Much of this lending is focused on infrastructure, particularly energy and transport: 67% of China’s total loan commitments have gone to the energy sector, which has historically favored high-emitting industries carbon and emitting greenhouse gases such as oil, coal and gas. Non-hydro renewables such as solar and wind have seen much less investment, although this is changing. In 2020, solar and wind financing accounted for 26% of total committed capacity, compared to only 10% for the period 2010-2019. With President Xi Jinping’s historic commitment in September 2021 to stop building coal-fired power plants overseas, we could see an acceleration in renewable energy investment.
In recent forums, Beijing has sought to demonstrate its solidarity with developing countries. During last week’s virtual ministerial meeting between China and the 33-member regional bloc of the Community of Latin American and Caribbean States (CELAC), Foreign Minister Wang Yi said China was ” ready to work with CELAC to stimulate the green transition of [the] the economy…and provide developing countries with increased support for emission reduction technologies and capacity building”.
More concretely, during the recent Forum on China-Africa Cooperation (FOCAC), the Chinese President pledged to reallocate to African countries $10 billion of his Special Drawing Rights (SDRs) – the international reserve asset of the IMF based on a basket of international currencies which since 2016 has included the Chinese RMB. This figure is equivalent to a quarter of the total and exceeded shares offered by France and the United Kingdom (20%) and the United States (18%), demonstrating a desire to go further. China has supported increasing SDR allocations since the start of the pandemic.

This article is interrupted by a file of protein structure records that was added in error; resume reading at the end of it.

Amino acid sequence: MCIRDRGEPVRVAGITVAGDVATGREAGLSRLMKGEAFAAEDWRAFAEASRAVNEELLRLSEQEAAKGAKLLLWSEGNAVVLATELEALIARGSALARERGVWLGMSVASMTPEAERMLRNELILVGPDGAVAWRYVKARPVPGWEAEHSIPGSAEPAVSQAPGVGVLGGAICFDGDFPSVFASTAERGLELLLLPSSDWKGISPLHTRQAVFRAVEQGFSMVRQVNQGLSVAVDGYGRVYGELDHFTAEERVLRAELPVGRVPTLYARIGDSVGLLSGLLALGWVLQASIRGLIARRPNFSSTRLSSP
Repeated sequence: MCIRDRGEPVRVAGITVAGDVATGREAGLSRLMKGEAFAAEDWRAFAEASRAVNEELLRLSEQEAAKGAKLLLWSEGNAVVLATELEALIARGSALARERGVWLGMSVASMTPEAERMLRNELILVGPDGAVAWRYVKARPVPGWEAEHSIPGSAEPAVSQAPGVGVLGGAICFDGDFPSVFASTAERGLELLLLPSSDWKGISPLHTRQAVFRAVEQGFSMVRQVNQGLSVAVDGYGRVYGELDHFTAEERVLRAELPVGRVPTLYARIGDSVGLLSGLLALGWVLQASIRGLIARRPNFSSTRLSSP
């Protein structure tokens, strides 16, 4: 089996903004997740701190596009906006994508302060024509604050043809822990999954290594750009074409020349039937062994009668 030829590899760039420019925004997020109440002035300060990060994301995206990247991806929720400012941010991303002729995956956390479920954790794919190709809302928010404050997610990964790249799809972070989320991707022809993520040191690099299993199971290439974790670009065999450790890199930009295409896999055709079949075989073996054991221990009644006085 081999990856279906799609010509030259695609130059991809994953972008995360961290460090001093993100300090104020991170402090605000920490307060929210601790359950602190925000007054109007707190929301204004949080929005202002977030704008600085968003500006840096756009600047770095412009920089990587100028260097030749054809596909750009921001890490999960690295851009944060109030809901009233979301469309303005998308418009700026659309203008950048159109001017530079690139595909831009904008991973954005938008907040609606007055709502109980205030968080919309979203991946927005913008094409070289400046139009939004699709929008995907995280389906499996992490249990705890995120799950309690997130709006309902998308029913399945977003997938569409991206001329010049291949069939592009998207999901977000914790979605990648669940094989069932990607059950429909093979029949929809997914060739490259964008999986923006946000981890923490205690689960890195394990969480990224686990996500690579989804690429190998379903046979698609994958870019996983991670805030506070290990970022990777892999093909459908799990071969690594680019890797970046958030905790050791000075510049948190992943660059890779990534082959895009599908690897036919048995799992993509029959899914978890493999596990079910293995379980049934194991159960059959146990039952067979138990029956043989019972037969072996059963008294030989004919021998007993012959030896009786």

On debt relief, China’s approach has been more conservative. Although there is a persistent myth around “debt traps”, in reality asset foreclosures are highly unlikely, but so is outright debt cancellation or the use of debt-for-equity swaps. Only zero interest rate (ZIL) loans for 2020 and 2021 have been cancelled, representing a small fraction of total overseas loans.
Bilateral negotiations are the preferred channel and Chinese banks have renegotiated a series of debt relief measures with the various countries. This is most often to extend or defer repayment. Its participation in multilateral G20 DSSI initiatives has also been limited. The China Development Bank (CDB), for example, is excluded from the initiative as a “commercial” bank. However, the CBD has also shown some flexibility, repeatedly granting grace periods on loan repayments to Ecuador and Venezuela, most recently in 2020 as their economies floundered amid the pandemic. .
In a subset of countries where the proportion of debt repayments to China is high, China could play a key role, linking debt actions to broader climate and sustainability commitments.
Greening the BRI
There are clear synergies in China’s overseas development funding to support the climate agenda. Even before the pledge to stop overseas coal power, China had released several documents providing guidance on greening overseas investment. In October 2020, five key ministries and regulators issued guidance to promote climate investment on the Belt and Road, including encouragement to “formulate and revise international standards for climate investment and finance.”